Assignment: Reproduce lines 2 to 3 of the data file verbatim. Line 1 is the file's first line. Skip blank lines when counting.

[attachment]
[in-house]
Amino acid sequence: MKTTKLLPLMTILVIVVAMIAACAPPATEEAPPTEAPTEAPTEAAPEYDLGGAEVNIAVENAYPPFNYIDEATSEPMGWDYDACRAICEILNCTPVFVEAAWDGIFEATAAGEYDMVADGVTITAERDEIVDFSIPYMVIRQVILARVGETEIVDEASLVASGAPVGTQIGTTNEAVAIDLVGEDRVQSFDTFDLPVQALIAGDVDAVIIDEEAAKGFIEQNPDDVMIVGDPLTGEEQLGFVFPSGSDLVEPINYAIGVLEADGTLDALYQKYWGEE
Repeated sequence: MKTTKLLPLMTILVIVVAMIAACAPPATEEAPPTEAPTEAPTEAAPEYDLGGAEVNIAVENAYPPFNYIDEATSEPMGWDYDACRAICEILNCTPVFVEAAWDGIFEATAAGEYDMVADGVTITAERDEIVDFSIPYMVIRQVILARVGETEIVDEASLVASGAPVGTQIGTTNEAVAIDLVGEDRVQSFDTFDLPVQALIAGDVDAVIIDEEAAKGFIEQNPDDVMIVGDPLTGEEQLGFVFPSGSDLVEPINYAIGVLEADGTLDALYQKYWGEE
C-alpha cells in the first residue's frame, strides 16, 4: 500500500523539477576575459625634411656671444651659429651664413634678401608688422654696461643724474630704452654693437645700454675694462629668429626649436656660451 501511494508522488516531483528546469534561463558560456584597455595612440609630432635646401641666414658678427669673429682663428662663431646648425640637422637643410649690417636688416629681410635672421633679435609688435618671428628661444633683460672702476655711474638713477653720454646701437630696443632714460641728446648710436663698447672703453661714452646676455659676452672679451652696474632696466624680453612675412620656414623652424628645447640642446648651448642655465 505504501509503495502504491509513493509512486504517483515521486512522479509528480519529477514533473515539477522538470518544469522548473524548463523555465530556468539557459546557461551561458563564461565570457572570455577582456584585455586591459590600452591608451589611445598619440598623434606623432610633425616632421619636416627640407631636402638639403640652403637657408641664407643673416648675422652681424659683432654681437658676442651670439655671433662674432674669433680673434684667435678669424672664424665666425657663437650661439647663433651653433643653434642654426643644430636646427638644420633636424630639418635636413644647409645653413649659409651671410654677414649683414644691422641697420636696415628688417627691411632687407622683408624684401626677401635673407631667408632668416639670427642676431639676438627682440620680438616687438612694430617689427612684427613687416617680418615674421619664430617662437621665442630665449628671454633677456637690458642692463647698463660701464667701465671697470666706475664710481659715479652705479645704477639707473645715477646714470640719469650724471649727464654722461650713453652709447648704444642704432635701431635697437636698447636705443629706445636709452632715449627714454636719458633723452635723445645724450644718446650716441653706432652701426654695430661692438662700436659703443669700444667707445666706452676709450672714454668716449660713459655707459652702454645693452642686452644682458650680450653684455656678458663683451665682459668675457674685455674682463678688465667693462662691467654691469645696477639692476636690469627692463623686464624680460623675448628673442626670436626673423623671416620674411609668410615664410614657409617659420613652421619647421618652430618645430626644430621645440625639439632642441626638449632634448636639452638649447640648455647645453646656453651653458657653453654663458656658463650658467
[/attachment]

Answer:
Amino acid sequence: MKTTKLLPLMTILVIVVAMIAACAPPATEEAPPTEAPTEAPTEAAPEYDLGGAEVNIAVENAYPPFNYIDEATSEPMGWDYDACRAICEILNCTPVFVEAAWDGIFEATAAGEYDMVADGVTITAERDEIVDFSIPYMVIRQVILARVGETEIVDEASLVASGAPVGTQIGTTNEAVAIDLVGEDRVQSFDTFDLPVQALIAGDVDAVIIDEEAAKGFIEQNPDDVMIVGDPLTGEEQLGFVFPSGSDLVEPINYAIGVLEADGTLDALYQKYWGEE
Repeated sequence: MKTTKLLPLMTILVIVVAMIAACAPPATEEAPPTEAPTEAPTEAAPEYDLGGAEVNIAVENAYPPFNYIDEATSEPMGWDYDACRAICEILNCTPVFVEAAWDGIFEATAAGEYDMVADGVTITAERDEIVDFSIPYMVIRQVILARVGETEIVDEASLVASGAPVGTQIGTTNEAVAIDLVGEDRVQSFDTFDLPVQALIAGDVDAVIIDEEAAKGFIEQNPDDVMIVGDPLTGEEQLGFVFPSGSDLVEPINYAIGVLEADGTLDALYQKYWGEE